Archive for Sunday, June 6, 2010

Road workers still seeking perfect solution to potholes

A motorist dodges a pothole Friday on Connecticut Street near 15th Street. After a long, hard winter, city officials and motorists are seeing a lot of them and figuring out how to fill them or avoid hitting them.

A motorist dodges a pothole Friday on Connecticut Street near 15th Street. After a long, hard winter, city officials and motorists are seeing a lot of them and figuring out how to fill them or avoid hitting them.

June 6, 2010


Pothole hot lines

To report a pothole for repair:

• In Lawrence, call the city’s Pothole Reporting Line, 832-3456, or fill out a form online, through the Public Works page at Crews attempt to address problems within 24 hours.

• In Eudora, call 785-542-3100. In Baldwin City, call 785-594-6907.

• On state highways, the Kansas Department of Transportation takes reports based on their county locations: Douglas, 785-528-3128; Johnson, 913-764-0987; Shawnee and Jefferson, 785-296-2291; and Leavenworth and Wyandotte, 913-721-2960.

Learn how a pothole forms

Watch videos at this link to see how a pothole is born.


Don’t bother asking Tom Orzulak about any breakthrough treatments for pothole repair, about whether he’s come across any high-tech materials or ultra-reliable methods for plugging those most stubborn of pavement problems.

The dream — call it the No-Fail Permanent Pothole Packer and/or Preventer — remains far off the map.

“I’ve been working on that for 30 years,” said Orzulak, street division manager for the city of Lawrence. “If I knew that, I’d be in Aruba enjoying all my money. But I’m not.”

No, he’s not. Nobody is.

Fixing a pothole in the variable weather conditions of the Midwest means adhering to essentially to the same process and materials that have been the industry standard for decades:

• When it’s cold, and potholes appear as fast or faster than they can be filled, crews quickly pour a temporary patch of “cold mix” pavement into potholes. Such repairs may last only a few days or few weeks, but can keep traffic moving smoothly and safely until warm weather arrives.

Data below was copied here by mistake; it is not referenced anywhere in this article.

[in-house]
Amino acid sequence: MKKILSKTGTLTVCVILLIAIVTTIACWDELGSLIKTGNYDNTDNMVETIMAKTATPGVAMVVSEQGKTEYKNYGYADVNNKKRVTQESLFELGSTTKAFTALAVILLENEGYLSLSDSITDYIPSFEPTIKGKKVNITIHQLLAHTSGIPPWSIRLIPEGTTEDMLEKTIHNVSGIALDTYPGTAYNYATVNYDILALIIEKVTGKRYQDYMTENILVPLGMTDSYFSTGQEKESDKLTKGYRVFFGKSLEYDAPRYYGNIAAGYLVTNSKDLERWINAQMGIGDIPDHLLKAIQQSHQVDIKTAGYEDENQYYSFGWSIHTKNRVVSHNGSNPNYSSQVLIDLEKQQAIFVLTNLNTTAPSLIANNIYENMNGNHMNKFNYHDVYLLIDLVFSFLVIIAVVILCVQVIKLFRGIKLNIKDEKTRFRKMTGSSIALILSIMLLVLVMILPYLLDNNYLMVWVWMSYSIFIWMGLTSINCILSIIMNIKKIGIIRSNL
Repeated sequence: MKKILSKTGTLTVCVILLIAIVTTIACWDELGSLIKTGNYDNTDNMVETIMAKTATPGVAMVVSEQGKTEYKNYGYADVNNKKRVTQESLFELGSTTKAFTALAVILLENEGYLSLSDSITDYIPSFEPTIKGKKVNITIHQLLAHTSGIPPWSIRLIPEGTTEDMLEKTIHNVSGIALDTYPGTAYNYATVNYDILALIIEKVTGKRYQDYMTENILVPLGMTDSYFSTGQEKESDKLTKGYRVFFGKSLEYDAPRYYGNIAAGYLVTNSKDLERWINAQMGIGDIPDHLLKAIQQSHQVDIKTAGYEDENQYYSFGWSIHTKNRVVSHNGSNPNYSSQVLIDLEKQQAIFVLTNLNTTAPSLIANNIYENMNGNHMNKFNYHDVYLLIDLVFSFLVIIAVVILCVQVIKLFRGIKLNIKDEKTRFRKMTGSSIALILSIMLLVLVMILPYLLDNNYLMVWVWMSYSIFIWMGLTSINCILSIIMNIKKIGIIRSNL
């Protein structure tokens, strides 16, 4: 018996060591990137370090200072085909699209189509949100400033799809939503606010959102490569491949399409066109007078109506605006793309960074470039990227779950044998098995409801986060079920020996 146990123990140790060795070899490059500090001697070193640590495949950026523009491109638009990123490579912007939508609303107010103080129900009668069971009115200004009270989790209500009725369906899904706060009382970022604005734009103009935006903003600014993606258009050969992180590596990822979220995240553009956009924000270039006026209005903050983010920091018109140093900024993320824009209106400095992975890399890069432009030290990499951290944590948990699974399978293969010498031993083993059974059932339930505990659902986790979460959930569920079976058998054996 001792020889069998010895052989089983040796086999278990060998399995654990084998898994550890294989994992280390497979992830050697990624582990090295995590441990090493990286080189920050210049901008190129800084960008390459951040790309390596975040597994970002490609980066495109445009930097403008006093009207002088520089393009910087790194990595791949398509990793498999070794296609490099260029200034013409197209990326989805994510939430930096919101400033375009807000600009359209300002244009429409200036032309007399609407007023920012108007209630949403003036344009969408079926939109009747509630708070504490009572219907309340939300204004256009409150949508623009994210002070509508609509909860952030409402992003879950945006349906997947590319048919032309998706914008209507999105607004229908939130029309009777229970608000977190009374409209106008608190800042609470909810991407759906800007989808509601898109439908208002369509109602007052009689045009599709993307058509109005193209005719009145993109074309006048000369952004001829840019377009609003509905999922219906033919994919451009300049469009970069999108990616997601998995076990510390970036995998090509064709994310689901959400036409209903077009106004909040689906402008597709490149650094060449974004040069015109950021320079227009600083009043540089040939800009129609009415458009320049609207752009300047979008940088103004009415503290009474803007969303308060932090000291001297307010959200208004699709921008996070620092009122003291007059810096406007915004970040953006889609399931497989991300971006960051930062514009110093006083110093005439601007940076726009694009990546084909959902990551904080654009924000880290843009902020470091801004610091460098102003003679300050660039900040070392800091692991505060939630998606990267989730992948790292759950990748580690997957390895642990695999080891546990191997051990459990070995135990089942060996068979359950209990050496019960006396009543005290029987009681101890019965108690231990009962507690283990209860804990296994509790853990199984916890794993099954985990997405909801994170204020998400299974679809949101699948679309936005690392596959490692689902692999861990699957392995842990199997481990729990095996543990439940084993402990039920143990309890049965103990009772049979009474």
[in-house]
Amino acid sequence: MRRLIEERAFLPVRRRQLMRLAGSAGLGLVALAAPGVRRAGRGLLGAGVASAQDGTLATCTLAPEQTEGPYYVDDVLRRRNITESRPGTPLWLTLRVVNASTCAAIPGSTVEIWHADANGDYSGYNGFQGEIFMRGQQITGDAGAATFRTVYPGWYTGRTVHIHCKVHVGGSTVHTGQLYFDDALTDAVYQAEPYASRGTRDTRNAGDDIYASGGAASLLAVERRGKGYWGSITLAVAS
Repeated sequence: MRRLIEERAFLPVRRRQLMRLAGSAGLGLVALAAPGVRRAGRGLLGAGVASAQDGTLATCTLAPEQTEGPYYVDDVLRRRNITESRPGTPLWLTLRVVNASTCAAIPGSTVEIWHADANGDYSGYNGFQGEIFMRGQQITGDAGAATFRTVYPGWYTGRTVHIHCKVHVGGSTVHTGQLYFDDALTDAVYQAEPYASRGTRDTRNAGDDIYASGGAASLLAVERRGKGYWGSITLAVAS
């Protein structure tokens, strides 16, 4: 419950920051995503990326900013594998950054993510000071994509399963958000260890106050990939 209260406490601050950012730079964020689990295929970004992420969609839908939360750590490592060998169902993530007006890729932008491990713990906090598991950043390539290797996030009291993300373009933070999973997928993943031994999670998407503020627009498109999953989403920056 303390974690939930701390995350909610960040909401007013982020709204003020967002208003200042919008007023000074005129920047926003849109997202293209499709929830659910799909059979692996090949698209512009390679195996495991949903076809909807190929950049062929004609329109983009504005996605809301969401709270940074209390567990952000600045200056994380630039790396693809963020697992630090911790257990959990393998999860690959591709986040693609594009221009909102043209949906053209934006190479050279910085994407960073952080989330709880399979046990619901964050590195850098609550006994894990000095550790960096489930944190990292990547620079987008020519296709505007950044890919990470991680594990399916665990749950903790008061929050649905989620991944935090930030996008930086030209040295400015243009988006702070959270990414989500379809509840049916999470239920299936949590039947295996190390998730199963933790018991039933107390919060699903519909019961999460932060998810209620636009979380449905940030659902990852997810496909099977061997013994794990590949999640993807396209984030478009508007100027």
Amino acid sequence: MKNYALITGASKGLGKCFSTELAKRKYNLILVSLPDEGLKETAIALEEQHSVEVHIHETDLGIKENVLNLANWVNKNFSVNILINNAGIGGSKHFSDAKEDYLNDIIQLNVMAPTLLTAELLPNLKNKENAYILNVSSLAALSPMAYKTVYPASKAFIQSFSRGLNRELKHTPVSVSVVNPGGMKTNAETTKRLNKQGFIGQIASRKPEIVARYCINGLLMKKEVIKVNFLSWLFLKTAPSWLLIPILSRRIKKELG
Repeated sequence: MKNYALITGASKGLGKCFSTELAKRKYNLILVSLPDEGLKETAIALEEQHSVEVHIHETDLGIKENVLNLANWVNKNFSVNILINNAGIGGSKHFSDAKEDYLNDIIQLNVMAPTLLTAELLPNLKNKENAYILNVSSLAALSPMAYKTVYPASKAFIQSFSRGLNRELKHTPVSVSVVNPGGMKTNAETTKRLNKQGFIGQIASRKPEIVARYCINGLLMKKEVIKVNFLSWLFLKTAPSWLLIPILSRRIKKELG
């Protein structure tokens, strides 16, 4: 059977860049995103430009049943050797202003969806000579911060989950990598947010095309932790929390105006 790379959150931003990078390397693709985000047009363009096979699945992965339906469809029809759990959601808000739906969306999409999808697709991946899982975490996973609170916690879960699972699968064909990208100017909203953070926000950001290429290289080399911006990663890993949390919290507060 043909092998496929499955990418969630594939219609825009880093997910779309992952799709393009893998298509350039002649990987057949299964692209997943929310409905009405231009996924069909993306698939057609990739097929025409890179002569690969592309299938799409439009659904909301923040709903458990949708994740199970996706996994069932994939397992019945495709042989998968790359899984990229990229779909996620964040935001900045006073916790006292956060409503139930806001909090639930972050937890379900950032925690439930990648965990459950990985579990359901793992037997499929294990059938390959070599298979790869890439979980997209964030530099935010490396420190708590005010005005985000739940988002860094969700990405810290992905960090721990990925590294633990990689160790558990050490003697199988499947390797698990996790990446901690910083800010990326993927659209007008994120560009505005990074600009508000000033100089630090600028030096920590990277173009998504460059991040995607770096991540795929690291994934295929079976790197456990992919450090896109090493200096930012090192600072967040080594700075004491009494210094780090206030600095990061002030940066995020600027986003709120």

• In relatively warmer and drier conditions, crews often turn to “hot mix” pavement: a mixture of asphalt, rock and sand that is mixed together and maintained at between 230 and 310 degrees. Crews carefully “square off” the sides and bottom of a pothole, to enable a strong bond between the fresh material and existing road. The material then is compacted to reduce the chances of problems arising again.

Unfortunately, such repairs often don’t solve the problem that caused the pothole in the first place.

“It’s water in the subgrade,” said David Darwin, a distinguished professor of civil, environmental and architectural engineering at Kansas University, whose research focuses on extending the life of pavement on bridge decks. “Water expands when it freezes. Then you have trouble.”

It’s the dreaded freeze-thaw cycle: Water seeps under the top layer of pavement; water freezes, expanding enough to push the road surface upward; when the ice melts, the pavement drops back down again, eventually crumbling under the weight of passing traffic.

Darwin, who served in Vietnam, recalls working in areas with heavy rainfall. While the areas didn’t suffer from freezing, the practice of keeping things dry still held up.

“The roads I built in Vietnam, they’re still there,” he said. “The whole thing is to have really good drainage. You’ve got to keep the water out of the subgrade. It’s easy for me to say, but not all that easy to do.”

Researchers have created synthetic asphalt, come up with special strengthening fibers, and even equipped spray machines to apply asphalt pavement in a uniform manner.

“There’s been a ton of research that’s gone into filling potholes,” said Rex Fleming, project engineer for more than $150 million of reconstruction work along the Kansas Turnpike through and east of Lawrence. “But you still need to get out there with equipment, clean the hole out, dry it out and fill it in. It’s still the same work: Get out in traffic and get it taken care of.

“Hopefully somebody will find that magical answer for us.”

Terese Gorman, engineering division manager for Douglas County, said the best way to fix potholes was to prevent them in the first place. And the best way to do that is to build roads better in the first place.

“We’ve learned a lot about the subgrade and the moisture over these many eons of engineers,” Gorman said, who noted that soil treatments during construction can extend the lives of roads.

Orzulak, who started dealing with potholes back in 1980 while working with the Pennsylvania Department of Transportation, said roads should be expected to last 20 to 25 years.